Psychologist Receives Grants to Fight Autism
(Released: August 12, 2002)
By Allison Thompson, Office of University Communications
STORRS, Conn. -- If University of Connecticut psychology
Professor Deborah Fein had her way, every child in the state of
Connecticut would be screened for autism at a young age, since
early detection and intervention are more likely to result in
successful treatment of the disorder. Thanks to two federal grants,
Fein is one step closer to her goal.
Last month, Fein received a five-year grant of nearly $500,000
per year from the National Institutes of Health (NIH) to fund
autism early detection work. Last fall, Fein and her colleagues
received a separate grant of $200,000 per year for four years from
the U.S. Department of Health and Human Services' Maternal and
Child Health Bureau (MCH) to fund other aspects of the same
Autism is a developmental disability that typically appears
during the first three years of life and is disruptive to social
relationships, communication and imaginative play. It is a very
common developmental disability, affecting at least 1 in 500
children. Children who receive early intervention are more likely
to develop communication skills and have improved long-term
"The earlier a child is diagnosed with autism or another
pervasive development disorder, the sooner he or she can receive
treatment," Fein says. "Time and again, research has
shown that early treatment leads to a better outcome. In my
clinical practice, I've seen some amazing success stories of
children who become essentially typical in their development and
attend regular school with no difficulties. Virtually all of them
have received aggressive early intervention."
The grants allow Fein and her fellow researchers at Stanford
University, the University of Washington and the Yale Child Study
Center to screen thousands of children through pediatricians'
offices and early intervention centers, and compare three different
screening devices. One device, the Modified Checklist for Autism in
Toddlers (M-CHAT), was created by Diana Robins, a former graduate
student of Fein's who is now at Yale, in collaboration with
Fein and others using the British test CHAT as a model. Fein and
the Yale researchers are comparing CHAT, M-CHAT and a screening
device that was developed at Yale.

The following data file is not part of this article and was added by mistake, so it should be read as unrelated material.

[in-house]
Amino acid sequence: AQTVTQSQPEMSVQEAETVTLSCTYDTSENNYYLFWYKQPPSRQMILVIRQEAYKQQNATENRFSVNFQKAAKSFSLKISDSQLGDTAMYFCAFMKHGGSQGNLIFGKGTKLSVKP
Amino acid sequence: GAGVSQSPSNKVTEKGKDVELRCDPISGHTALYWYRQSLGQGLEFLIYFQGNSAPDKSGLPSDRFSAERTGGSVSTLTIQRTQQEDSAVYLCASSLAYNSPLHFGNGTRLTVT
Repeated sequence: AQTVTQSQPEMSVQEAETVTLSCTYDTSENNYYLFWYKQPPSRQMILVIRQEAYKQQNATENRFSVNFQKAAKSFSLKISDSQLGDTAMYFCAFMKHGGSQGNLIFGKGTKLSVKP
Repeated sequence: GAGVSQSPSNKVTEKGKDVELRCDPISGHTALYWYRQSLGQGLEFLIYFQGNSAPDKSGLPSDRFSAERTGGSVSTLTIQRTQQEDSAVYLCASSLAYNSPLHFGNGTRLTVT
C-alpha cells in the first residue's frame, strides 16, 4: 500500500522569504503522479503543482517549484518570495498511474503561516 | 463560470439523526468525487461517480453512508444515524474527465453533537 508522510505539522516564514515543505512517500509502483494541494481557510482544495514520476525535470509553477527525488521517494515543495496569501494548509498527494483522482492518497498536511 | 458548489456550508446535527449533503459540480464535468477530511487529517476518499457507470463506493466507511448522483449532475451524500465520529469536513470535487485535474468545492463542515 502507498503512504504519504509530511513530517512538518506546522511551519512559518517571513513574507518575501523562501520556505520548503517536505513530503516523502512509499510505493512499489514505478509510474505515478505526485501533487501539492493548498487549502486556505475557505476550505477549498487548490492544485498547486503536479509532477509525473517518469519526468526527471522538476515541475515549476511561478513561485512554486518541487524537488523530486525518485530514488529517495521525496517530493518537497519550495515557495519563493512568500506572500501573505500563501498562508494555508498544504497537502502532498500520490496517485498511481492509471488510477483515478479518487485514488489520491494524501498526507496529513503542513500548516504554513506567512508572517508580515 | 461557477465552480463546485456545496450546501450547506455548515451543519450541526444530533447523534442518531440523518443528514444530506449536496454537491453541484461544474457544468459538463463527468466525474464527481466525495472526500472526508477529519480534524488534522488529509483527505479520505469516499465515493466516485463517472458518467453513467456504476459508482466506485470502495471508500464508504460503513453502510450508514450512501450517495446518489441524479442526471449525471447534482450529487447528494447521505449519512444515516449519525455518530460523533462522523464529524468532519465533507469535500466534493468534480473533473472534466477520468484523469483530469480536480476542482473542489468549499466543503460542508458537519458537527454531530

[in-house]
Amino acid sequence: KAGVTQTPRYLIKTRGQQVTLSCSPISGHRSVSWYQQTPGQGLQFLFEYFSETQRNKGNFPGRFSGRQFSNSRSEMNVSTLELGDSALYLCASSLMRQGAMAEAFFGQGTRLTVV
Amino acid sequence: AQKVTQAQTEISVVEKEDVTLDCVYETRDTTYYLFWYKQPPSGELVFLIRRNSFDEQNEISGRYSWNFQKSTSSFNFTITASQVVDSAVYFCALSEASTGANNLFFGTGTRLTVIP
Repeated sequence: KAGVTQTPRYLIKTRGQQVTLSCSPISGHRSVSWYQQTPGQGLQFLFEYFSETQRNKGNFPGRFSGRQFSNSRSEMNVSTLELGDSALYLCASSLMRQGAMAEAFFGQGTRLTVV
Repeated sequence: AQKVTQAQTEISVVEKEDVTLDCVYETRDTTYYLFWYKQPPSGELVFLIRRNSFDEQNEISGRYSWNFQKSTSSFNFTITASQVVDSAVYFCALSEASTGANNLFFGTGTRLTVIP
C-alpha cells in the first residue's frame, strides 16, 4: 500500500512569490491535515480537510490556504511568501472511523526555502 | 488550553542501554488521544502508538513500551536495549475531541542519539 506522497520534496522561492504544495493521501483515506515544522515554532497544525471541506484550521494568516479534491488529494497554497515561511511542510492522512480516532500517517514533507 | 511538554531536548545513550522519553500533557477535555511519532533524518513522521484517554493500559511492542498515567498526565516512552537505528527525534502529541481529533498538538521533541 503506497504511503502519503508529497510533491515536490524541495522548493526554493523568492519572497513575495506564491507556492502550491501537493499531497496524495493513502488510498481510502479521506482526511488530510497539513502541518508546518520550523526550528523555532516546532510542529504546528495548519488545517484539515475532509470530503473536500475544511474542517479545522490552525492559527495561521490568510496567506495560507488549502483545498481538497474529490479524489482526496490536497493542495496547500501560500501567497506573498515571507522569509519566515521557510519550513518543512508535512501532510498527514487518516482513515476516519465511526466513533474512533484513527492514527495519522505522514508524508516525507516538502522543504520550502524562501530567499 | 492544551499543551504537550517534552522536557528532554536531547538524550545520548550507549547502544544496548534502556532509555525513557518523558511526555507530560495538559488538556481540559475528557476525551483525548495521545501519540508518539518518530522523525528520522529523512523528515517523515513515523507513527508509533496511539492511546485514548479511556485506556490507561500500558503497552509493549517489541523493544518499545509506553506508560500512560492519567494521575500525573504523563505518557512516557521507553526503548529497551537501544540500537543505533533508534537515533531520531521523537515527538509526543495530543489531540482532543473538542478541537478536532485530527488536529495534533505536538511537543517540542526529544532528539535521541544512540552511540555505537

"We're trying to find the best screening device that
doesn't miss any children who might have autism, but also
doesn't over diagnose," Fein says.
In order to compare the three checklists, parents of children
aged 18 to 24 months are asked to spend five to 10 minutes
completing the screening devices when they take their children to
the doctor. The doctors send the completed questionnaires to Fein
to be scored. If the results indicate that a child could have
autism, the researchers contact the physician and the parent. The
parent is told which questions the child failed and is invited to
bring the child in for a free evaluation. During that appointment,
the child is given more substantial tests. If they indicate that
the child has autism or another developmental disorder, the parents
receive recommendations regarding the type and intensity of
treatment and are offered help finding services.
A secondary goal of the project is to evaluate treatments for
autism. Children who were diagnosed with autism and received
treatment at an early age will be examined again at age 4 to
determine what type of intervention results in the most successful
treatment. The site where the intervention services were delivered
and the number of hours per week that the children were seen will
also be evaluated. The researchers will also give the autism
screening devices to the younger siblings of children who have
already been diagnosed with the disorder, to determine whether the
screening devices will work for the younger siblings as well.
Fein emphasizes that she and her fellow researchers, who already
have the endorsement of the Connecticut chapter of the American
Academy of Pediatrics, need the assistance of more pediatricians to
make the study a success.
"By giving the screening devices to parents, pediatricians
allow parents to get a diagnosis without waiting to get into autism
specialty clinics, which often have lengthy waiting lists,"
Fein says. "Though a diagnosis of autism can be upsetting,
getting the diagnosis increases the amount of help available from
the state and improves the child's prognosis. In other cases,
parents are concerned about autism, but it turns out the child has
milder delays and is not diagnosed as autistic. In either case,
getting the most complete information can only help the
Pediatricians interested in giving the screening devices to
their patients should contact Gail Marshia, the project
coordinator, at (860) 486-2538.
August 2002 Releases
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